Pusha-T is extending some knowledge to his fellow DMV artists.
The Virginia spitter—who recently declared his latest LP It’s Almost Dry as the rap album of the year—took to Instagram to share a message apparently in response to a top-10 DMV artists list, per HotNewHipHop.
“Appreciate the love but let me speak on something: if you are from anywhere in va, Maryland, or DC:you need to be familiar with, collaborating, connecting, networking, and sharing fan bases with each other so you can compete on a National/Internation level in this industry,” Push shared about artists from DC, Maryland, and Virginia. “We are a very small region in comparison to where our peers are from in this Industry. We need to be more united so we can consistently accumulate the numbers that will make the labels notice or to be successful independent artists. Dividing up 300 miles, being insultated within just your hometown, and arguing over local boundaries when we trying to takeover the world is not going to help create the explosion that we need within this region.”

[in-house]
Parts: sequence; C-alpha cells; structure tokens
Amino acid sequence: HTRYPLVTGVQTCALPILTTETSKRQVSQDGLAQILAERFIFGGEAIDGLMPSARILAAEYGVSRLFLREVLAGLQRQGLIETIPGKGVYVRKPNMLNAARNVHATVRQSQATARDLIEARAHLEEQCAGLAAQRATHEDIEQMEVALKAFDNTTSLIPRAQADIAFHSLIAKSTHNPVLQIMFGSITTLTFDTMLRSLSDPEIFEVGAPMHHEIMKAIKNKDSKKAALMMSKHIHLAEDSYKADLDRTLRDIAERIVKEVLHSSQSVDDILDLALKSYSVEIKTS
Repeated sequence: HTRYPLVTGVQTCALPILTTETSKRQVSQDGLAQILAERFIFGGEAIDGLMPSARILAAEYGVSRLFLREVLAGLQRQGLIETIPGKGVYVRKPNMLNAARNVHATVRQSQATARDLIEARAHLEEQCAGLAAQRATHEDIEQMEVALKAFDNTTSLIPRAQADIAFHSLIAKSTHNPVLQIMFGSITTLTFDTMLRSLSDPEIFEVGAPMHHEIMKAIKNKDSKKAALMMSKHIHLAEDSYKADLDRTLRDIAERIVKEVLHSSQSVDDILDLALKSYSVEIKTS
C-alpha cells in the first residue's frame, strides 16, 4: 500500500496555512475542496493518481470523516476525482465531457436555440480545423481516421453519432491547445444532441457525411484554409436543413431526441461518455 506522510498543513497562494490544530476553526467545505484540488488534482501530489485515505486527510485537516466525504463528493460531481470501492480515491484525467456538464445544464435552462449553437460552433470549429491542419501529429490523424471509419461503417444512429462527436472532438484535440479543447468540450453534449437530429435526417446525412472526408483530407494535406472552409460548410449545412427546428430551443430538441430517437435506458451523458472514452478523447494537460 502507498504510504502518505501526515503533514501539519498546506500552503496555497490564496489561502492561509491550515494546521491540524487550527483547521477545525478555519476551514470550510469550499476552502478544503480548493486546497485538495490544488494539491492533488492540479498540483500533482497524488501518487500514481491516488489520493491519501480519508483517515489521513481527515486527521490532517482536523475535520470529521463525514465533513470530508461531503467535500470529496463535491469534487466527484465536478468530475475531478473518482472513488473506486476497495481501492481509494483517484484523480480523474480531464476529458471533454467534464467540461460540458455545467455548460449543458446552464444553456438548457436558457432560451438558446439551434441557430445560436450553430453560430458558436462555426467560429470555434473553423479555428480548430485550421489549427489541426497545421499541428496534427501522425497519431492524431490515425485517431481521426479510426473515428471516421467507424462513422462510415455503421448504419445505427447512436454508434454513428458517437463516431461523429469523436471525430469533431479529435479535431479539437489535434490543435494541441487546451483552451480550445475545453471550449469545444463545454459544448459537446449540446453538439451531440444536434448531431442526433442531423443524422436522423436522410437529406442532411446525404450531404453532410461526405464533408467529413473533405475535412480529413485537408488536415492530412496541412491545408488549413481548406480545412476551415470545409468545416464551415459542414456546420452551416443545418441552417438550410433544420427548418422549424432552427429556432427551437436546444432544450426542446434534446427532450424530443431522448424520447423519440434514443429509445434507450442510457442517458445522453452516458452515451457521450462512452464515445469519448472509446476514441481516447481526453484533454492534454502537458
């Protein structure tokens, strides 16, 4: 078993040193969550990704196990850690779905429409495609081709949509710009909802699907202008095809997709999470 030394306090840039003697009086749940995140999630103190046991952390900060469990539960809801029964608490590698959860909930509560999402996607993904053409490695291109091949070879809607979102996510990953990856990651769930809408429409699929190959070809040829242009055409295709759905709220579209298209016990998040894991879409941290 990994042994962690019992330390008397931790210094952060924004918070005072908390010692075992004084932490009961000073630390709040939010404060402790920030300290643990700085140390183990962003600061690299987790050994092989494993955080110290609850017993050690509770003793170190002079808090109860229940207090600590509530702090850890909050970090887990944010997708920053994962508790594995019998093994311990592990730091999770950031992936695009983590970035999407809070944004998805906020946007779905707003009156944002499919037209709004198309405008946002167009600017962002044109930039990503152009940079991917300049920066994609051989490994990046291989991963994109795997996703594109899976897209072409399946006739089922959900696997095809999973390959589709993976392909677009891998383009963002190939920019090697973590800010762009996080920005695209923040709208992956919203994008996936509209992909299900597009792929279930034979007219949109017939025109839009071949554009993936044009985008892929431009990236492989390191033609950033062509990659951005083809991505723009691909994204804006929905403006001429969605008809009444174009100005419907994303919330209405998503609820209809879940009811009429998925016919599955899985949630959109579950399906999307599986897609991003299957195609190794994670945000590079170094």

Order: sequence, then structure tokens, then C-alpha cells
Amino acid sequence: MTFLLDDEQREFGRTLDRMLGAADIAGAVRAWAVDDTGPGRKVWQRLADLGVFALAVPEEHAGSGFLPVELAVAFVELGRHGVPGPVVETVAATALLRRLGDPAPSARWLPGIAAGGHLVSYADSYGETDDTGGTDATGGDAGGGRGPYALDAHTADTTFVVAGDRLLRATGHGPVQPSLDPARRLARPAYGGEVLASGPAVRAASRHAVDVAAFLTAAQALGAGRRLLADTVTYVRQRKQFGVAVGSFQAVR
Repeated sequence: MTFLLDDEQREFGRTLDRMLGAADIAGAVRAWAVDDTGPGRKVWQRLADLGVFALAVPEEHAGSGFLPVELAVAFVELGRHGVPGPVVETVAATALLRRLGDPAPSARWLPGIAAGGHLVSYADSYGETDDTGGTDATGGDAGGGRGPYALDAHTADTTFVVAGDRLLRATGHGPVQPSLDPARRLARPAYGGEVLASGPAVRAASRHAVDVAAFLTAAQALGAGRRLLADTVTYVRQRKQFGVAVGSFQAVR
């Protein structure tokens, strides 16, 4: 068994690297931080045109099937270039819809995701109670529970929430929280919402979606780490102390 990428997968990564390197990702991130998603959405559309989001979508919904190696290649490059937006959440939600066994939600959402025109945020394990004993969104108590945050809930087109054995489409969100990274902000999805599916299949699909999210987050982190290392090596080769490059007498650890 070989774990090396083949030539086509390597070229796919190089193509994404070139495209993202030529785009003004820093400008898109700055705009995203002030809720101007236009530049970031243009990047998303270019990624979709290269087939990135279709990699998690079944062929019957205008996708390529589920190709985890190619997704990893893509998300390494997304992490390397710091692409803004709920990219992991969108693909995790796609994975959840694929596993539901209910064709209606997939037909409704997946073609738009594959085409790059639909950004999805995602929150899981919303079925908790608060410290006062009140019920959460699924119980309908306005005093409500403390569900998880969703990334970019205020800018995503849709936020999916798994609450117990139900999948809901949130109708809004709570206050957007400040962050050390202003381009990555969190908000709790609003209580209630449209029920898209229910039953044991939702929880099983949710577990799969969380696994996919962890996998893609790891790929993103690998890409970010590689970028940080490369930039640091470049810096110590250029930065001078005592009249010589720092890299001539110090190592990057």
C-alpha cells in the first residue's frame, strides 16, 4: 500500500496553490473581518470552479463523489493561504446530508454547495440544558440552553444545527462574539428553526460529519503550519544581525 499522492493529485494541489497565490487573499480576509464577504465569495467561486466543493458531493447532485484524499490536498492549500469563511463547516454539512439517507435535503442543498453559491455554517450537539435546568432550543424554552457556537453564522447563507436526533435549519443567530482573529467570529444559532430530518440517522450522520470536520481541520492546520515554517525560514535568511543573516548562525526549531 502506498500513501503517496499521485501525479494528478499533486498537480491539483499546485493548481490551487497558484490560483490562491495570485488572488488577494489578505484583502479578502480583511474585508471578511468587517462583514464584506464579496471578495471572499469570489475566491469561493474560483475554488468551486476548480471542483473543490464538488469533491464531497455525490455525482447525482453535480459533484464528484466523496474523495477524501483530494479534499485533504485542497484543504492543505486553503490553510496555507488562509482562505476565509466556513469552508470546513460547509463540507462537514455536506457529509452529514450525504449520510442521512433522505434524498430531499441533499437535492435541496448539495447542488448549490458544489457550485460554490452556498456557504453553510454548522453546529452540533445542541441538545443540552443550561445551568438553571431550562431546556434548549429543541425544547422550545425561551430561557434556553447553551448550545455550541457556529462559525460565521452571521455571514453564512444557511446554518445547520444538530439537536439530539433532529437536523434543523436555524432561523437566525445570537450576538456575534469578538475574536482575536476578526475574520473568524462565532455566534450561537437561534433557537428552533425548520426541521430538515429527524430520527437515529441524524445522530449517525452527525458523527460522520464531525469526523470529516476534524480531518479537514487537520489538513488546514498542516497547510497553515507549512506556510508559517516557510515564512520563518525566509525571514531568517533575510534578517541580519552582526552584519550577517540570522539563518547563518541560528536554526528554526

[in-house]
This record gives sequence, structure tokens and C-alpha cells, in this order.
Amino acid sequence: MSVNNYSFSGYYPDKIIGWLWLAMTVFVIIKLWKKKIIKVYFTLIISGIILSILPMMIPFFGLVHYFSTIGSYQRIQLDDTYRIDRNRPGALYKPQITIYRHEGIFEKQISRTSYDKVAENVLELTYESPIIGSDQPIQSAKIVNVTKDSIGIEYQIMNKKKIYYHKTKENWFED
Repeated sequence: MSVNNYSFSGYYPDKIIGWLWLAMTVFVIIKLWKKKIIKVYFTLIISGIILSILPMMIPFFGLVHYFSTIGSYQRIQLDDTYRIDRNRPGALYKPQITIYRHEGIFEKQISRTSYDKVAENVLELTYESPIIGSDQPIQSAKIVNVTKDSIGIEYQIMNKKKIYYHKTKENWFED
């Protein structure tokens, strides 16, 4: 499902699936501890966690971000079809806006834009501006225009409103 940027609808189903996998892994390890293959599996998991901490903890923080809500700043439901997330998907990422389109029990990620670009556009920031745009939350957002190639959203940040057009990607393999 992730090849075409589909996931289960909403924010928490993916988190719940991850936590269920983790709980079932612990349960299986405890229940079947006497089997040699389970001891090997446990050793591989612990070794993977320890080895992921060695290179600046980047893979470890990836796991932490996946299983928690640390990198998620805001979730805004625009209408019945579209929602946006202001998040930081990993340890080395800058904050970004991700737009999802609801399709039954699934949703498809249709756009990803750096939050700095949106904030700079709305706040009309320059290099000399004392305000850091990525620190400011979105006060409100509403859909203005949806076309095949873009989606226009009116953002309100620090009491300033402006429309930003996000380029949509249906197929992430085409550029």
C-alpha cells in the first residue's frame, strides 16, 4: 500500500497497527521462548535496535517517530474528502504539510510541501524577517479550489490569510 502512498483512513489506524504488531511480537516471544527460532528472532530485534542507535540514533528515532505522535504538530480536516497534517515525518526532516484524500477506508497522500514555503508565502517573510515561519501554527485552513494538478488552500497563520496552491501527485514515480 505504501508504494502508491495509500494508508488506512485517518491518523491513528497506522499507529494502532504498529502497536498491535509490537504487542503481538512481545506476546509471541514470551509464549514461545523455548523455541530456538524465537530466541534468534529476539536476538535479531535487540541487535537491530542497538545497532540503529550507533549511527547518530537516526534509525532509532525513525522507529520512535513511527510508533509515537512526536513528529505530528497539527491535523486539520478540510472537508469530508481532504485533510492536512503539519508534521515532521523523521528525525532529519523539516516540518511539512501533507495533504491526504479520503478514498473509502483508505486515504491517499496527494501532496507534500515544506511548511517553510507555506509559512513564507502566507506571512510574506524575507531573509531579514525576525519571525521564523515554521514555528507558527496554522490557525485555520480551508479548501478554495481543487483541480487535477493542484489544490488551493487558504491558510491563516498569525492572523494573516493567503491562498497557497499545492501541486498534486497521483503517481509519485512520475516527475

Push continued, writing that “to be a force” and to have more breakout talent on a consistent basis in the DMV, artists should “stand a bit more united.”
“This shit is all numbers and math,” Push wrote.
And the math is adding up for Push, too. The MC’s album, which he declared as “rap album of the motherfucking year” at the Novo in Los Angeles last week, was ranked at No. 2 on Complex’s The Best Albums of 2022 (So Far) list, sitting only behind one project. The list also includes entries from Kendrick Lamar, Ella Mai, redveil, and more.
“It’s funny, because I come under a lot of scrutiny for the term ‘coke rap’,” Push said of the album in an interview with Complex earlier this year. “Either they’re knocking it or they’re finding ways to cheapen it. Like, I drop an album, I go through a cycle and by the time the album cycle is done, then it’s back to, ‘Oh, it’s only this, it’s only that.’ And then I watch the same people who shoot down the genre when I’m at it, they’ll sit back. Then, in my absence, it turns into, ‘Oh man, this is great lyricism.’”